Ruling

00884-14 Wheeler v Daily Mail

    • Date complaint received

      27th May 2016

    • Outcome

      No breach - after investigation

    • Code provisions

      1 Accuracy, 2 Privacy, 3 Harassment

Decision of the Complaints Committee 00884-14 Wheeler v Daily Mail

Summary of complaint

1. Susannah Wheeler complained to the Independent Press Standards Organisation that the Daily Mail had breached Clause 1 (Accuracy), Clause 2 (Opportunity to reply) and Clause 3 (Privacy) in an article headlined “Midwife took laughing gas while on duty”, published on 19 August 2014.
 
2. The article was a report of the complainant’s Nursing and Midwifery Council (NMC) hearing, and noted that she had been suspended from practising for 12 months after she was found to have used Entonox or “laughing gas” while on duty.
 
3. The complainant was concerned that the article was a misleading report of her actions, and would affect her ability to return to her career once her suspension was complete. She identified what she believed to be a number of inaccuracies in the online version of the article. She said that she had not been a substance misuser trying to “get high”; there had been a number of health issues which had led to her actions. She said that she had not “returned to the delivery room”, as reported; this gave the inaccurate impression that patients had been at risk. She had not been involved in a “tussle” with a colleague; there had been no physical altercation. Further, the second incident reported had taken place a year after the first, not a month.
 
4. The complainant said that the regulatory body for her profession would have deemed it inappropriate of her to comment on the case in advance of publication without consulting her legal representatives; the journalist’s failure to allow her adequate time to seek legal advice breached Clause 2. With regard to Clause 3, she said that the newspaper’s reporter had told her that he had obtained her mobile telephone number from an online charity fundraising page, but that her number had never been included on that page. As such, it must have been obtained through “underhand means”. The complainant also said that journalists had visited her home town in an attempt to obtain comment, which again was an intrusion into her privacy.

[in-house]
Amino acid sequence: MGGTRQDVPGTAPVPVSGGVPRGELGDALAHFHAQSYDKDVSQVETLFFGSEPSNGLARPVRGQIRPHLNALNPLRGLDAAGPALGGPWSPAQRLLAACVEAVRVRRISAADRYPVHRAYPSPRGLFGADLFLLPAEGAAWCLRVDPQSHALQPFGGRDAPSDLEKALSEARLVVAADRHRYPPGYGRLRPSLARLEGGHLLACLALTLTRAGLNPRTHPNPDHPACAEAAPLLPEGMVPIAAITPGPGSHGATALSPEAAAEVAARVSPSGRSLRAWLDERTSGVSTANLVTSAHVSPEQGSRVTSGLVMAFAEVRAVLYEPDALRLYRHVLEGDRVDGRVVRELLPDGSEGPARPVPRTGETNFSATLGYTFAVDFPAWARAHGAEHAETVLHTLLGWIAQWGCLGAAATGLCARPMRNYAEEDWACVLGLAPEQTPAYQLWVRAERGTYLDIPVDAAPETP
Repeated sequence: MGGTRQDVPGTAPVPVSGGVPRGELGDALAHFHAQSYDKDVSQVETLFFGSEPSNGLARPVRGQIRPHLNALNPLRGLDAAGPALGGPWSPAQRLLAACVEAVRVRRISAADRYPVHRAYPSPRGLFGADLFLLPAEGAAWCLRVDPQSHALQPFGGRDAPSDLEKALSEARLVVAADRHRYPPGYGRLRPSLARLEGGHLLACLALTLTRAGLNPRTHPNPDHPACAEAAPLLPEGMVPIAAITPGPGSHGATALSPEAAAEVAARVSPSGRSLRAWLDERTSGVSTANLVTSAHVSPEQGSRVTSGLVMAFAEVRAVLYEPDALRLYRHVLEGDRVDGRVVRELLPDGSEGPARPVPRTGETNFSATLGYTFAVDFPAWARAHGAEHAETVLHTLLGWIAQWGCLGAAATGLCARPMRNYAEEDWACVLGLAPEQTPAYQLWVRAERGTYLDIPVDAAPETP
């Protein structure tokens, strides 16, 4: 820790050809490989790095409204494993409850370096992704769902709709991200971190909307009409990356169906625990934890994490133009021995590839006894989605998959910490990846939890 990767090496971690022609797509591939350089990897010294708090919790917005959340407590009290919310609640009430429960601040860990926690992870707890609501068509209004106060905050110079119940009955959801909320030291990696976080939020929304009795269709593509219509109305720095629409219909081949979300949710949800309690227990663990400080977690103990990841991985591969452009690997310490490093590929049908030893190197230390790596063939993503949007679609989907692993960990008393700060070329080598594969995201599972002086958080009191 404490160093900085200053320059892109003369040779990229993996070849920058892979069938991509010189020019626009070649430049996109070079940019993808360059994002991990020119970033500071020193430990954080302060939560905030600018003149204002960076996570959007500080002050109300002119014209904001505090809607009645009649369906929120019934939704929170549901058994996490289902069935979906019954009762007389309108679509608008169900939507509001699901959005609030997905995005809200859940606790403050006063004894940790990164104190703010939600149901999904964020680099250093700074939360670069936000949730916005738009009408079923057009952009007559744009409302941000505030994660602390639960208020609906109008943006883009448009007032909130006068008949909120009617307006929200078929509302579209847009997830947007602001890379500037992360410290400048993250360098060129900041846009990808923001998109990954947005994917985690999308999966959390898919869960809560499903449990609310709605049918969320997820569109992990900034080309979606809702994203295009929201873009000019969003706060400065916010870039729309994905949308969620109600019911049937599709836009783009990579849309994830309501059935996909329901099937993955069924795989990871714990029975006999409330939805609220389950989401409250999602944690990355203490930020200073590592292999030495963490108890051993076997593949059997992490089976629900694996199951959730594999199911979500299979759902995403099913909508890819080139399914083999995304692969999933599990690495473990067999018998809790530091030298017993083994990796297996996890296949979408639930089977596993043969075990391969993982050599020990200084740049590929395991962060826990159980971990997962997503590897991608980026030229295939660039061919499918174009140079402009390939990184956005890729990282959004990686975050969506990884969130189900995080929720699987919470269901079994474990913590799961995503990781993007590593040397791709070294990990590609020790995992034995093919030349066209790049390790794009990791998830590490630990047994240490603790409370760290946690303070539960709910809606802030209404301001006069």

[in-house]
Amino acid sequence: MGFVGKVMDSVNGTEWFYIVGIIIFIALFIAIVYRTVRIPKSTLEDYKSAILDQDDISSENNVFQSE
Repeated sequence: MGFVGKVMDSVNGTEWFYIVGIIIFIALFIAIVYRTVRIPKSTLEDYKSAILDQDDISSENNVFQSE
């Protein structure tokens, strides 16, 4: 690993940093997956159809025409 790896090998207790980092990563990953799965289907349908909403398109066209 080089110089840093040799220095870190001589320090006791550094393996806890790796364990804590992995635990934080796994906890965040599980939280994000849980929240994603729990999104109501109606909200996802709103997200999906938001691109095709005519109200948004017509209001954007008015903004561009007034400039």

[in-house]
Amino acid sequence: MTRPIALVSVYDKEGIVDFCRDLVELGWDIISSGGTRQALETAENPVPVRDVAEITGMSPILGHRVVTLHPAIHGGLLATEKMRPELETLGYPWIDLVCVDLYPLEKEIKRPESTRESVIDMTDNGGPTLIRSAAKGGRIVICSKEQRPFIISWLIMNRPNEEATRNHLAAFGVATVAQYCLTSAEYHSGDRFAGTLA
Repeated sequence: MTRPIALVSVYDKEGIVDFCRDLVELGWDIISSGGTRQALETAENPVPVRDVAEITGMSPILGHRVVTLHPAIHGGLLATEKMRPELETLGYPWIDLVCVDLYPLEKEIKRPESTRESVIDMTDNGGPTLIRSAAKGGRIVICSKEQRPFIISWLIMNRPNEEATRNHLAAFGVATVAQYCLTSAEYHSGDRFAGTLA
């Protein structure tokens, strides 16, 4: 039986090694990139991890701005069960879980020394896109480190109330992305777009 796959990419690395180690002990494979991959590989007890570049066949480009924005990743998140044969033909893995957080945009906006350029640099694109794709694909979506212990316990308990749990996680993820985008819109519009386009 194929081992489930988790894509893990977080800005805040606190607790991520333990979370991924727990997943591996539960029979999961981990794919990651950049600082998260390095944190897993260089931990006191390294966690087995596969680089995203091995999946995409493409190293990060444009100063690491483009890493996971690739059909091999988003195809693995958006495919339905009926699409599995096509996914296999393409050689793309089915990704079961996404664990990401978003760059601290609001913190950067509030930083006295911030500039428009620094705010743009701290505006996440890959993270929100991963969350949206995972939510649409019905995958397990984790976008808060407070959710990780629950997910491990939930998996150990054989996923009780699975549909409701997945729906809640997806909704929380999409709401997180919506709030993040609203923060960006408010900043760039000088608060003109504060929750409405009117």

5. The newspaper said that its article was an accurate and balanced report of the NMC hearing. However, in light of the complainant’s concerns, it made a number of amendments to the wording of the online article, removing references to “getting high”, changing “delivery room” to “maternity ward”, and removing the word “tussle”. It also changed the article to make clear that the second incident had occurred a year later, and offered to add the following footnote:
 
“An earlier version of this article wrongly said that after an absence during a work shift in August 2012, Mrs Wheeler ‘went missing again a month later’. We are happy to clarify that the second incident occurred one year later.”
 
6. It said that the journalist had sourced the complainant’s telephone number using Tracesmart, which uses information which is already in the public domain. It rejected any suggestion that it had obtained the number through “underhand means” and did not agree that the journalist had initially told the complainant that the number had been sourced from a fundraising website. The newspaper did not accept that the complainant was precluded from providing any comment on her case, in advance of publication.

Relevant Code Provisions

7. Clause 1 (Accuracy)